The Premier League has announced new changes to the Laws of the Game, including alterations to VAR, handball and penalty kick decisions
According to The Mirror, the International Football Association Board have addressed a number of the controversial aspects of officiating the game, and referees are likely to spend much more time looking at pitch-side monitors next season thanks to their changes.
The new Laws of the Game appear to have underlyingly criticised the Premier League by insisting that the referee undertake an on-field review.
“Where a reviewable incident is subjective, the expectation is that the referee will undertake an ‘on-field review’,” the IFAB said in a statement.
“It was furthermore agreed that more insight into the decision-making process, for example access to the conversation between match officials during a review, would not be appropriate at this point, but that more effort should be made to enhance existing communication approaches to improve understanding of the review process and the referee’s final decision.”
A clarification on controversial ‘accidental’ handball decisions has also been provided. “Accidental handball by an attacking player should only be penalised if it ‘immediately’ results in a goal or an obvious opportunity for the player and/or their team to score a goal (i.e. following the handball, the ball travels only a short distance and/or there are very few passes),” the statement added.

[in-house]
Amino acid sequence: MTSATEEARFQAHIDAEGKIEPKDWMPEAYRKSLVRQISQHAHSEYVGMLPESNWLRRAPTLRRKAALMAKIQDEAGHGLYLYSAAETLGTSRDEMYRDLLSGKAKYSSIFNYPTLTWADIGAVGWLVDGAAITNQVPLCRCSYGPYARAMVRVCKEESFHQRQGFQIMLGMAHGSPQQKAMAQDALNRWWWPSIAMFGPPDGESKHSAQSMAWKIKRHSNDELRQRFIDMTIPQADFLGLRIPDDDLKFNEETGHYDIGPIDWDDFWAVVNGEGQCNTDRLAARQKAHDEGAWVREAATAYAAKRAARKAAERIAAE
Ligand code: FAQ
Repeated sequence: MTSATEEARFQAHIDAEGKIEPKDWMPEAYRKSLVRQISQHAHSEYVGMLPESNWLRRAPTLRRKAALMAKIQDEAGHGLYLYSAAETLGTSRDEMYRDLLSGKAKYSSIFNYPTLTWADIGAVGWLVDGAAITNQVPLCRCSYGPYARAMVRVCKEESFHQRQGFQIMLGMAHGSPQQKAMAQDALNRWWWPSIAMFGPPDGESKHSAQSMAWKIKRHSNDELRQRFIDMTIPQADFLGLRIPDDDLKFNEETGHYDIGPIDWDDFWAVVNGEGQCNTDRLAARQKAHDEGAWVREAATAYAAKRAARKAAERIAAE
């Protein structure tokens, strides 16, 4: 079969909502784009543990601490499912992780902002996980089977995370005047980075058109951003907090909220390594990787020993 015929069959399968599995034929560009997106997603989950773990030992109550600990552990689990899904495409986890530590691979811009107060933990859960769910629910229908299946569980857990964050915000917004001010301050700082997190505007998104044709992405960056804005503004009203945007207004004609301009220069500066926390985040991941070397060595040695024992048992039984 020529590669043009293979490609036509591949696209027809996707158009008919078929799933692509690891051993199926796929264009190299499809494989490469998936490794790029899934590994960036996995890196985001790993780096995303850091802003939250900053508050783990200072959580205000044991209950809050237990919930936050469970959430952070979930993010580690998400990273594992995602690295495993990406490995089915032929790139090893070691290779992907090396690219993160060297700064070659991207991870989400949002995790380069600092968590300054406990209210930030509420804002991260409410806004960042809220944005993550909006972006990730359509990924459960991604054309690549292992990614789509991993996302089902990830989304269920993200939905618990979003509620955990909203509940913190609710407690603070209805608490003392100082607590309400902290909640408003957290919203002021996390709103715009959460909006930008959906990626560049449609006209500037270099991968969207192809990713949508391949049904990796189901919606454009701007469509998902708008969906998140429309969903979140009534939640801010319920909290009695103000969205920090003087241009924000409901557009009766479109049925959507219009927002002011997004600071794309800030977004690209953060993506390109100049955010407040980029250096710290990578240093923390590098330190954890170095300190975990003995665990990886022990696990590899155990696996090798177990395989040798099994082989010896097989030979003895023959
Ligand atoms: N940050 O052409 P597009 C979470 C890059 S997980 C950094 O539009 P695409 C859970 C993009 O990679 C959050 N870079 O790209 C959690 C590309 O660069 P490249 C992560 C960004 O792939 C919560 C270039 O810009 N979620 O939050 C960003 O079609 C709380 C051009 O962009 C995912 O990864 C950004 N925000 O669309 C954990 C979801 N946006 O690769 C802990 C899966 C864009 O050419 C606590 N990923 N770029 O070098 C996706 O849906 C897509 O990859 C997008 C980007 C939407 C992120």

“For the purposes of determining handball offences, the ‘arm’ stops at the bottom of the armpit.”
Another key change offers clarity on the protocol if a goalkeeper is deemed to come off their line during the taking of a penalty kick.
From next season onwards, a goalkeeper coming off the line will only lead to the retaking of a penalty if the initial kick is saved. As such, penalties which miss the target will not be retaken even if the goalkeeper comes off the line.
Meanwhile, encroachment into the area by outfield players from both teams as a penalty is being taken will lead to it being retaken – regardless of whether the penalty was scored or not.
The IFAB also confirmed that it is reviewing the offside law with a view to making the margin of error greater and avoiding ‘armpit offsides’.
This article was most recently revised and updated 3 years ago